Previously in this series on death metal, we discussed the early days of the genre and the different scenes and sounds that developed in cities like Tampa, Montreal, and New York. There was already an astounding variety at work, from the brutal and basic acts like Cannibal Corpse and Deicide to the serious technicality and musical theory of Atheist and Death. But as the 90s blazed onward, death metal would begin to splinter into an even greater variety of subgenres. It was obvious that there was more to this music than just an uninhibited focus on speed, aggression, and gore. Mainstream commercial success continued to elude it nonetheless.

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In the early 1990s, the death metal scene in the USA was booming in Tampa Bay, Florida. Extreme metal heavyweights like Morbid Angel, Cannibal Corpse, and Deicide were spreading their wings with a new sound that was even heavier than the heaviest thrash metal. During this time, a band called Death was right in the thick of it; some even credit them with giving the genre its name. So-called “brutal death metal” was born.

But there was more going on within death metal than this newfound brutality or an obsession with who could play faster, or be more evil. Another sound called “technical death metal” was emerging too. Keeping traditional death metal elements like blast beats and harsh vocals, technical death metal has its name because it combines frequent changes of riffs, time signature and mood within the same song (a feature more commonly seen in progressive music). Off-beat rhythms, non-traditional song structures, a high degree of complexity and theory are the order of the day. It’s a kind of music that really rewards repeated close listening and can take a while to internalize, but is very rewarding when you do.

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Death metal is for many people the definition of what “heavy metal” is.

Remember Cannibal Corpse’s appearance in the last section on extreme metal? Although the mighty Corpse is one of death metal’s definitive groups, the death metal genre is incredibly diverse, and not all bands will sound like Cannibal Corpse. In general, death metal can be said to contain extremely fast riffing and drumming (called “blast beats”), as well as rough vocals. There are two styles of rough vocals: “Cookie Monster” and “Sandpaper.” The first is guttural, the latter is higher-pitched.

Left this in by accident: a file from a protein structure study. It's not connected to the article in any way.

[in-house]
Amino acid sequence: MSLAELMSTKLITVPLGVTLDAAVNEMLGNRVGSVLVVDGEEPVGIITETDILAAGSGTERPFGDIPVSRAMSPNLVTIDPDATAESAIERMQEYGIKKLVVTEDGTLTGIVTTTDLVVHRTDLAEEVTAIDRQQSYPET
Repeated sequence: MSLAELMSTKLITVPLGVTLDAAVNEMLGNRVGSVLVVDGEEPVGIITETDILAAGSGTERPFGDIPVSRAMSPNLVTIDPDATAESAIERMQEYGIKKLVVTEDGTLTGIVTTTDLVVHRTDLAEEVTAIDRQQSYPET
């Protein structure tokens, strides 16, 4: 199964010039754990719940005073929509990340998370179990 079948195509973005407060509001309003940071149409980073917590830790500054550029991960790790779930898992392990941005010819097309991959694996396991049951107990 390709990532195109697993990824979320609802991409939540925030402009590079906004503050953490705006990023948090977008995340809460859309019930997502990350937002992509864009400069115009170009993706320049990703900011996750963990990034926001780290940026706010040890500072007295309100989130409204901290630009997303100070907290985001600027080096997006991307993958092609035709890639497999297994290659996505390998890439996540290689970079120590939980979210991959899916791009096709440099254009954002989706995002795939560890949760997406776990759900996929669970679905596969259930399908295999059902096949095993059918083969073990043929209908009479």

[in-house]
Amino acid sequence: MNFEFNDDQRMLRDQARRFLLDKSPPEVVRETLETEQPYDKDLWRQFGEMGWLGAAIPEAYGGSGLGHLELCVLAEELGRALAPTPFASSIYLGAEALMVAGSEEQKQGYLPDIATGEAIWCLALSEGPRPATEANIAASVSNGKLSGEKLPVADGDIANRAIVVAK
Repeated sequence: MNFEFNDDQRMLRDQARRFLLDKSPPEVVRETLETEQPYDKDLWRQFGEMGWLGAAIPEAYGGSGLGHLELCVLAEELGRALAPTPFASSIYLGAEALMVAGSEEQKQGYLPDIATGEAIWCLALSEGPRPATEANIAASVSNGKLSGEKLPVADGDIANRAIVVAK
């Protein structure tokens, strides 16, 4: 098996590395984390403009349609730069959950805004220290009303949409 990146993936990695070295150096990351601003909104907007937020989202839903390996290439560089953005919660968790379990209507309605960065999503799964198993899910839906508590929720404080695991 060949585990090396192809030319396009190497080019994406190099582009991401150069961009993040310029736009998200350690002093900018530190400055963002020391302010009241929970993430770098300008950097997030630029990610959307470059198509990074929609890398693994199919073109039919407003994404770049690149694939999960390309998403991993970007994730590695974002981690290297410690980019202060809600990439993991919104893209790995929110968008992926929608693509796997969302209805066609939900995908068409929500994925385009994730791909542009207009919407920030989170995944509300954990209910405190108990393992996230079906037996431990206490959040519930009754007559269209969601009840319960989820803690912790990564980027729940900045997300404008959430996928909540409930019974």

Broadly, death metal can be divided into 3 main subgenres: brutal death metal, technical death metal, and melodic death metal.

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Monday, Feburary 2nd, 2014 – Stage 48, New York, NY

It was one of the most brutal winters in the tri-state area in recent memory, enough that Dark Tranquillity seemed to bring the weather with them from their Swedish homeland.

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August 29th, 2014 – Jones Beach, Wantagh NY

Who’d have thought that Motley Crue would retire before Alice Cooper did?

Motley Crue was one of the first metal bands I ever heard, thanks to their song “Too Young To Fall In Love” from the Grand Theft Auto Vice City soundtrack. It had been almost 10 years since I first heard it, about 9 years since I picked up the Red White & Crue 2-disc best-of collection, and 4 years since I read The Dirt, which is still one of my top 10 most entertaining reads.

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Concert Review – Nile

November 13, 2014 — Leave a comment

“Don’t die,” my friends warn me.

My friends looked with trepidation at the black and red clad line of headbangers outside BB King’s, where they were dropping me off.

But I was already off towards the merch booth, eager to see what was on display for Nile’s 20th Anniversary tour. All those years ago, the South Carolinian band had started to find its niche in the competitive and increasingly-crowded death metal scene in the USA. Nowadays, ask a headbanger, “What’s that band that does all the songs about ancient Egypt?” and you’ll immediately get the answer, “NILE!” They truly are that unique.

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Like metal, the horror genre has had its moments of big mainstream success, but is largely a cult/underground pastime these days. Like metal, it’s attracted controversy and been the subject of censorship campaigns and bans (like on the original “Texas Chainsaw Massacre,” still banned in some countries even today).

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In parts 1 and 2 of this series, I spent a lot of time talking about visual kei, a commercially successful, stylish,aggressive and uniquely Japanese take on existing Western metal. Bands like X Japan hit it big, placing a few visual kei groups among the biggest-selling metal bands of all time (and that’s globally). Although superstars in their own backyard, only a couple of these bands were able to replicate this success outside of Japan (although today, that may finally be changing…see my conclusion for that).

As with anything that gets popular, there would eventually be backlash. And in Japan’s case, this backlash would help fuel the development of an extreme metal underground scene.

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